Abu Dhabi, UAEFriday 24 May 2019

Afghan peace hopes suffer setback as talks derailed

The discussions fell apart at the last minute in a row over the large number of delegates Kabul wanted to send

The US Special Representative for Afghanistan, Ambassador Zalmay Khalilzad, and the Deputy Commander of the Taliban Movement for Political Affairs, Mulla Abdul Ghani Berader, right, in an undisclosed place in Doha, Qatar. AP
The US Special Representative for Afghanistan, Ambassador Zalmay Khalilzad, and the Deputy Commander of the Taliban Movement for Political Affairs, Mulla Abdul Ghani Berader, right, in an undisclosed place in Doha, Qatar. AP

Peace talks between Afghan officials and the Taliban fell through on Friday in another setback for a resolution to the 18-year-long war.

The meeting known as the intra-Afghan dialogue was set to take place in Qatar this weekend but was cancelled at the last minute because of the high number of delegates that Kabul sought to attend.

The collapse comes at a critical time and amid continued bloodshed. The Taliban now control or influence about half of Afghanistan and 3,804 civilians were killed there last year, according to a UN tally.

Washington, which is leading an effort to end the war, signalled its disappointment and urged both sides to return to the table, though organisers gave no hint about when the conference might be rescheduled.

Sultan Barakat, who heads the group that was to host the event, said in a statement the postponement was "necessary to build further consensus as to who should participate".

"Clearly the moment is not yet right," added Mr Barakat, the director of the Center for Conflict and Humanitarian Studies.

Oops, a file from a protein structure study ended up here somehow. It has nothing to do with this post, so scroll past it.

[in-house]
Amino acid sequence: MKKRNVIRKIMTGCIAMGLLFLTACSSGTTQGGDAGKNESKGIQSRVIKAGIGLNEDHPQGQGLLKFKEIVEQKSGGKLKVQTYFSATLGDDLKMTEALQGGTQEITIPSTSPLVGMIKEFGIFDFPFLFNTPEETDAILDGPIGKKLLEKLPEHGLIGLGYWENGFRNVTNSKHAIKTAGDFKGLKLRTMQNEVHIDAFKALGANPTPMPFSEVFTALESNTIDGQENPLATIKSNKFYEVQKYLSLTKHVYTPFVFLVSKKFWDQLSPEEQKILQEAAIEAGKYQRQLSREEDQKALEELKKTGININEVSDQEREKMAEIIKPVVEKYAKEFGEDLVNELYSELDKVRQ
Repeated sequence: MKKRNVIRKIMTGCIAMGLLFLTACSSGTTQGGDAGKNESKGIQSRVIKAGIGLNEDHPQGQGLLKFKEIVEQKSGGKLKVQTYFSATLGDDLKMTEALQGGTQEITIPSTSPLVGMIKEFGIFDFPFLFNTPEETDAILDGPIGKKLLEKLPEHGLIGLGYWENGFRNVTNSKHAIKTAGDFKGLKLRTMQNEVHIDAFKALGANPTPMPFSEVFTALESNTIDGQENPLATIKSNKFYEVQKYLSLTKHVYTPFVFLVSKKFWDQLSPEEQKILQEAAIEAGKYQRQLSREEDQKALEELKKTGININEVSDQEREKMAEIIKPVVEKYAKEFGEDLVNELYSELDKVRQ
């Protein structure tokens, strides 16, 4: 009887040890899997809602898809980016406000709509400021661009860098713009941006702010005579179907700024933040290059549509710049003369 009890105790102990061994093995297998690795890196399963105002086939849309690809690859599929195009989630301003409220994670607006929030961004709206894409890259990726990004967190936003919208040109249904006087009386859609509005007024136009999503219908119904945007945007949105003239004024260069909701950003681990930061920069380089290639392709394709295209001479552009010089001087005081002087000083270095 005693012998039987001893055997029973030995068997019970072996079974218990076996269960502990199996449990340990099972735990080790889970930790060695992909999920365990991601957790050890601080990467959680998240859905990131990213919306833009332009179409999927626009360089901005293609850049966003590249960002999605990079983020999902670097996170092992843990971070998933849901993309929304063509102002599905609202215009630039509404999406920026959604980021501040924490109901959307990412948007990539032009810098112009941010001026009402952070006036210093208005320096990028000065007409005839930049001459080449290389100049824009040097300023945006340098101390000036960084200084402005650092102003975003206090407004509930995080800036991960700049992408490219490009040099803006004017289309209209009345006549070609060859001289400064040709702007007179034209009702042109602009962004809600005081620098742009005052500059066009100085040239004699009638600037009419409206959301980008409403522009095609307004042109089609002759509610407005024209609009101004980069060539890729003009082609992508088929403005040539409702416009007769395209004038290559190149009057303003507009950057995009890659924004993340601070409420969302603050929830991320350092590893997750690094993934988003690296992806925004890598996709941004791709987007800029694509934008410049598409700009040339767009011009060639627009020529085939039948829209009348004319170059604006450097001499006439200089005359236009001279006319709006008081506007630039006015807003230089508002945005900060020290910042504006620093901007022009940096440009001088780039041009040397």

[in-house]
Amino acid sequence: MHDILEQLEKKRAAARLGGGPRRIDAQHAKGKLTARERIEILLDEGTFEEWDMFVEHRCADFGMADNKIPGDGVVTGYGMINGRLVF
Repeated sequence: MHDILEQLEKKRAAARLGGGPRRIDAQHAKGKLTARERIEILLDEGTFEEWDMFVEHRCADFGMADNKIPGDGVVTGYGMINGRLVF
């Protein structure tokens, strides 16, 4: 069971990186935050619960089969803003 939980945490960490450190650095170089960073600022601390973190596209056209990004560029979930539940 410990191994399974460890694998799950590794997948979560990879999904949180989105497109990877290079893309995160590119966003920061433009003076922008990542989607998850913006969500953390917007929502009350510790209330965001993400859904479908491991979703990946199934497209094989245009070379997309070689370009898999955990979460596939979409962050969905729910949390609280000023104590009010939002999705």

President Ashraf Ghani's administration had on Tuesday announced a list of 250 people from all walks of Afghan life, including government figures, who it wanted to send to Doha.

But the Taliban poured scorn on the lengthy list, saying the conference is "not an invitation to some wedding or other party at a hotel in Kabul".

Though the insurgents insisted they would only talk to Mr Ghani's government in a "personal capacity", any contact between the two parties in Doha would have been hugely significant, especially at a time when Afghanistan is being ripped by fresh violence after the Taliban announced their annual spring offensive.

Kabul blamed the Qatari government for the summit's derailment. In a statement, the presidential palace said Qatar had rejected the long list of delegates and suggested a shorter one which was "not acceptable".

Afghan security forces check the site a day after an an attack claimed by the Taliban near the Bagram Air Base, north of Kabul, Afghanistan, Tuesday, April 9, 2019. AP Photo
Afghan security forces check the site a day after an an attack claimed by the Taliban near the Bagram Air Base, north of Kabul, Afghanistan, Tuesday, April 9, 2019. AP Photo

On the Taliban side, the militants complained on Friday that it was "not fair" that Mr Ghani had wanted to send such a large delegation, and that "negotiations with the powerless Kabul administration is a waste of time."

Even some of those Mr Ghani said would attend dropped out, slamming the guest list as rigged to politically strengthen the president, who faces delayed elections in September.

The Doha summit was separate from ongoing direct talks between the Taliban and the US.

While the insurgents did meet with Afghan politicians outside the government in Moscow in February, they have steadfastly refused to meet with Mr Ghani and his administration, which they view as a puppet regime.

US Special Representative to Afghanistan Zalmay Khalilzad said he was "disappointed" the summit had been postponed.

"We're in touch with all parties and encouraged that everyone remains committed to dialogue," the envoy wrote on Twitter.

"I urge all sides to seize the moment and put things back on track by agreeing to a participant list that speaks for all Afghans."

Mr Barakat said both parties had undertaken "tireless and well-intentioned" efforts to find a way for the summit to proceed, but ultimately a "shared understanding on how to achieve inclusivity couldn't be reached."

After US-Taliban talks in February, Mr Khalilzad announced a "draft framework" for a peace deal, though he warned major hurdles remain.

Updated: April 19, 2019 05:00 PM

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